The Pontificia Universidad Católica Madre y Maestra (PUCMM) has as its institutional mission to seek scientific solutions to the challenges faced by the Dominican people and their global environment, and to train leading professionals, endowed with ethical, humanistic and Christian principles, necessary for the material development and spiritual of society. In these 60 years of history that our university celebrates, we have characterized ourselves by a leadership that transcends and we have stood out for the commitment to address health problems that impact not only our country, but also those of the world population.
In view of the increase in life expectancy throughout the world, aging has led to facing great challenges regarding the care and due attention that the elderly require.
The World Health Organization (WHO) confirms that between 2020 and 2030, the percentage of the planet’s inhabitants over 60 years of age will increase by 34%, which means that one in six people in the world will be 60 years of age or older. . In other words, the aging of the population constitutes a major challenge to ensure that health and social systems are properly prepared to face this demographic change.
This aging of the population began to be observed in high-income countries, but currently the most relevant changes are observed in lower-income countries. It is estimated that by 2050, 65% of older people, or two-thirds of the world’s population over 60 years of age, will live in low- and middle-income countries.
That is why the United Nations General Assembly declared the period 2021-2030 as the Decade of Healthy Aging, calling for joint efforts between governments, civil society, professionals, the academic world, the media and the private sector to carry out concerted, catalytic and collaborative actions that serve to promote longer and healthier lives.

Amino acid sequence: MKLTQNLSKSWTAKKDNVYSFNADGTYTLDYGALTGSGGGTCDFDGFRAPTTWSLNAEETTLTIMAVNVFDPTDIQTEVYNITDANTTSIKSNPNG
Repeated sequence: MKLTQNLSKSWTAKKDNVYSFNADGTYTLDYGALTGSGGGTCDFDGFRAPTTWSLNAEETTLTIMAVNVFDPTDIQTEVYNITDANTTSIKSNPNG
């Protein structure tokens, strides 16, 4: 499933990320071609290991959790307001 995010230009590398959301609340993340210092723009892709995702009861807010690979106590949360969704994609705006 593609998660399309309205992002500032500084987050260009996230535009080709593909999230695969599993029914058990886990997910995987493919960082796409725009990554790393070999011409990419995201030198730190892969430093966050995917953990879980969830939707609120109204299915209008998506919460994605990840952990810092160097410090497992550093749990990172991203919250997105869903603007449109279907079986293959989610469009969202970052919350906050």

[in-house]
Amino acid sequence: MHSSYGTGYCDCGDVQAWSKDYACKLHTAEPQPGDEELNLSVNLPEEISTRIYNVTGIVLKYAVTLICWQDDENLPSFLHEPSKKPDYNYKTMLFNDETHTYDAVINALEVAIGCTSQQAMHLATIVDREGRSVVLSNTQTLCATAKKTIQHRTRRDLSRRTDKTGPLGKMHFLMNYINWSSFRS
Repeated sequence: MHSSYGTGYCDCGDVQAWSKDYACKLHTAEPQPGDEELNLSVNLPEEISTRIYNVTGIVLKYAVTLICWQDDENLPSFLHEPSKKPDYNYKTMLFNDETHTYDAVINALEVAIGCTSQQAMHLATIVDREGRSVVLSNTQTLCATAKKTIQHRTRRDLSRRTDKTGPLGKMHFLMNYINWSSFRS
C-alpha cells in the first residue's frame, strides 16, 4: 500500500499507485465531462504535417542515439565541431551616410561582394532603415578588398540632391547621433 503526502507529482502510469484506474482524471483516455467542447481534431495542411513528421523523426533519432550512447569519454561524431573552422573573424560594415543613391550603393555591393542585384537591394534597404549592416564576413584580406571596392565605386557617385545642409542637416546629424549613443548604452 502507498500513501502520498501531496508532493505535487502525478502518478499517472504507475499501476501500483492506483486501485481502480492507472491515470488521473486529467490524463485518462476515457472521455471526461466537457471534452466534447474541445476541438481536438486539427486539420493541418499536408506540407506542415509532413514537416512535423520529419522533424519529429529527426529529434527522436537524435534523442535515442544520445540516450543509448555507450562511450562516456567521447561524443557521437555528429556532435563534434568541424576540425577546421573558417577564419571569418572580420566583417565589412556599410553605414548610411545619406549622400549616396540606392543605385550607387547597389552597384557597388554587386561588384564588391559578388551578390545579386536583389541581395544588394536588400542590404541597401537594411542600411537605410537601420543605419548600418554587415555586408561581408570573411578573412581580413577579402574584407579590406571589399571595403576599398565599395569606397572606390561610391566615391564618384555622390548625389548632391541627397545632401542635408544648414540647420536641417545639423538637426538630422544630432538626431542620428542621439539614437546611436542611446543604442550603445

It is known that aging entails a gradual decline in people’s physical and mental abilities and is generally accompanied by other health conditions. Among them, it is worth highlighting the presence of depression and dementia. Therefore, it is necessary that the approach to the elderly be comprehensive and multidisciplinary.
We often hear that older people are frail and dependent. In some cases they are accused of being a burden to society and their families. All of this has a negative impact on the goal of healthy ageing.
As the world’s population ages, the number of people with dementia is increasing dramatically. Suffering from this disorder limits the individual in his daily life, affecting his memory, his behavior, his cognitive resources (ability to process thought), his language, the sense of reality, among other aspects.
Consequently, everything indicates that current and future health professionals must handle the different aspects that characterize this type of patient. Dementia is caused by various diseases and injuries that affect the brain, such as Alzheimer’s disease and stroke.
Currently, it is estimated that there are about 47.5 million people with dementia in the world. The number of these people is projected to increase to 75.6 million in 2030 and 135.5 million in 2050. Most of these patients will live in low- and middle-income countries. According to the WHO, approximately 15% of adults aged 60 years or older suffer from a mental health disorder.